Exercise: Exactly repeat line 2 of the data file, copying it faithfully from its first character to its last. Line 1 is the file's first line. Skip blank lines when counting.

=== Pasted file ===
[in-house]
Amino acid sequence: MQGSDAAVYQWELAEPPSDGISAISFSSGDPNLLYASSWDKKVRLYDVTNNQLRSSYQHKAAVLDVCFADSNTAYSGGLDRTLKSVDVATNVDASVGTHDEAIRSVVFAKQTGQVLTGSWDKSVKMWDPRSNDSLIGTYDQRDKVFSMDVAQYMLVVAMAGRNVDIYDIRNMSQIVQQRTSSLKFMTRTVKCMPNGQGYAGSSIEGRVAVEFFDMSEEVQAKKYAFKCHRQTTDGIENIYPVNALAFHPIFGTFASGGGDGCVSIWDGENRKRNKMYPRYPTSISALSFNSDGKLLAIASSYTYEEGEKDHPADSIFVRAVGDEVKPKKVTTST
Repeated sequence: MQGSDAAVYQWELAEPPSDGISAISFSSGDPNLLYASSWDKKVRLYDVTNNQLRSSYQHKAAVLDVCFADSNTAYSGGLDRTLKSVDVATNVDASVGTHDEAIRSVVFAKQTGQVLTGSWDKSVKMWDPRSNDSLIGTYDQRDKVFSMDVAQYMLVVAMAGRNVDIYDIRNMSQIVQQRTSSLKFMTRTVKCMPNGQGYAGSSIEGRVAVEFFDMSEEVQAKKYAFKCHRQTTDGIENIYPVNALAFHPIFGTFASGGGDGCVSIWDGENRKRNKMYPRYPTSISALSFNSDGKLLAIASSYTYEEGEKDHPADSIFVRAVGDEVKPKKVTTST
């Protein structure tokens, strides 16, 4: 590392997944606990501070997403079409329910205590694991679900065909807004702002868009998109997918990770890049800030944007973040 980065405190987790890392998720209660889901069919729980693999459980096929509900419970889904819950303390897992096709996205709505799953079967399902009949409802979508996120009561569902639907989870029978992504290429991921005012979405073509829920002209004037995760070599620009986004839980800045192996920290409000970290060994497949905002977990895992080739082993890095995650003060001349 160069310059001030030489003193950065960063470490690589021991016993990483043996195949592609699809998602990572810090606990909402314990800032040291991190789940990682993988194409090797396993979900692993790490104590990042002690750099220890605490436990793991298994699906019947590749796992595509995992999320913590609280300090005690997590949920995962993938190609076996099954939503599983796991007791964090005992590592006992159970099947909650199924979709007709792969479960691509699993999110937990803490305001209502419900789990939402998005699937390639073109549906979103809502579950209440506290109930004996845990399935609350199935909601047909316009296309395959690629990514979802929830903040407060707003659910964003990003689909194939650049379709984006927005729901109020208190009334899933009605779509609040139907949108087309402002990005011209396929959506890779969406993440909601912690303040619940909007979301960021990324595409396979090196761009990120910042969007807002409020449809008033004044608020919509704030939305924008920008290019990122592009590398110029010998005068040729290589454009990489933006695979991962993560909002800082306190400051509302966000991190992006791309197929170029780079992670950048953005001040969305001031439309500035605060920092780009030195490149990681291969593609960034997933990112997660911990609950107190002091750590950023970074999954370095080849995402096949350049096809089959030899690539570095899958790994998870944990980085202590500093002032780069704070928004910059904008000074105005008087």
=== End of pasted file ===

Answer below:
Amino acid sequence: MQGSDAAVYQWELAEPPSDGISAISFSSGDPNLLYASSWDKKVRLYDVTNNQLRSSYQHKAAVLDVCFADSNTAYSGGLDRTLKSVDVATNVDASVGTHDEAIRSVVFAKQTGQVLTGSWDKSVKMWDPRSNDSLIGTYDQRDKVFSMDVAQYMLVVAMAGRNVDIYDIRNMSQIVQQRTSSLKFMTRTVKCMPNGQGYAGSSIEGRVAVEFFDMSEEVQAKKYAFKCHRQTTDGIENIYPVNALAFHPIFGTFASGGGDGCVSIWDGENRKRNKMYPRYPTSISALSFNSDGKLLAIASSYTYEEGEKDHPADSIFVRAVGDEVKPKKVTTST